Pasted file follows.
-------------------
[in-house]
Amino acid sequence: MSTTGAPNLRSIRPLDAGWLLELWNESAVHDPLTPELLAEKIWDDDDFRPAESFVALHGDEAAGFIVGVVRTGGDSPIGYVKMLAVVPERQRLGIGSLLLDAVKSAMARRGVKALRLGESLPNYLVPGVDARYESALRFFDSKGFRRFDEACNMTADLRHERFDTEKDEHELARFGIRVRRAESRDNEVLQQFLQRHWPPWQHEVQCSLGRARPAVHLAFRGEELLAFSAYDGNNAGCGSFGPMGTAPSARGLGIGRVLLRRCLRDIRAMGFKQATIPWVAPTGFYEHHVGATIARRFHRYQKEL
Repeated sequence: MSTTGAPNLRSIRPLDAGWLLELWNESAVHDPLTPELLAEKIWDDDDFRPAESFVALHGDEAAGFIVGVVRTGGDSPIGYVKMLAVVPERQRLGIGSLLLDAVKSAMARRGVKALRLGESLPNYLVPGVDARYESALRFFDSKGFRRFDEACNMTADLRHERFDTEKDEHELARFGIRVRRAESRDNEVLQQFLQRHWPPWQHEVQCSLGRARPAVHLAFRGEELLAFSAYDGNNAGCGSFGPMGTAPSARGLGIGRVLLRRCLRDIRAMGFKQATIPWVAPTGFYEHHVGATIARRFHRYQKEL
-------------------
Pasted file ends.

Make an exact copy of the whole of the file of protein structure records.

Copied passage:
[in-house]
Amino acid sequence: MSTTGAPNLRSIRPLDAGWLLELWNESAVHDPLTPELLAEKIWDDDDFRPAESFVALHGDEAAGFIVGVVRTGGDSPIGYVKMLAVVPERQRLGIGSLLLDAVKSAMARRGVKALRLGESLPNYLVPGVDARYESALRFFDSKGFRRFDEACNMTADLRHERFDTEKDEHELARFGIRVRRAESRDNEVLQQFLQRHWPPWQHEVQCSLGRARPAVHLAFRGEELLAFSAYDGNNAGCGSFGPMGTAPSARGLGIGRVLLRRCLRDIRAMGFKQATIPWVAPTGFYEHHVGATIARRFHRYQKEL
Repeated sequence: MSTTGAPNLRSIRPLDAGWLLELWNESAVHDPLTPELLAEKIWDDDDFRPAESFVALHGDEAAGFIVGVVRTGGDSPIGYVKMLAVVPERQRLGIGSLLLDAVKSAMARRGVKALRLGESLPNYLVPGVDARYESALRFFDSKGFRRFDEACNMTADLRHERFDTEKDEHELARFGIRVRRAESRDNEVLQQFLQRHWPPWQHEVQCSLGRARPAVHLAFRGEELLAFSAYDGNNAGCGSFGPMGTAPSARGLGIGRVLLRRCLRDIRAMGFKQATIPWVAPTGFYEHHVGATIARRFHRYQKEL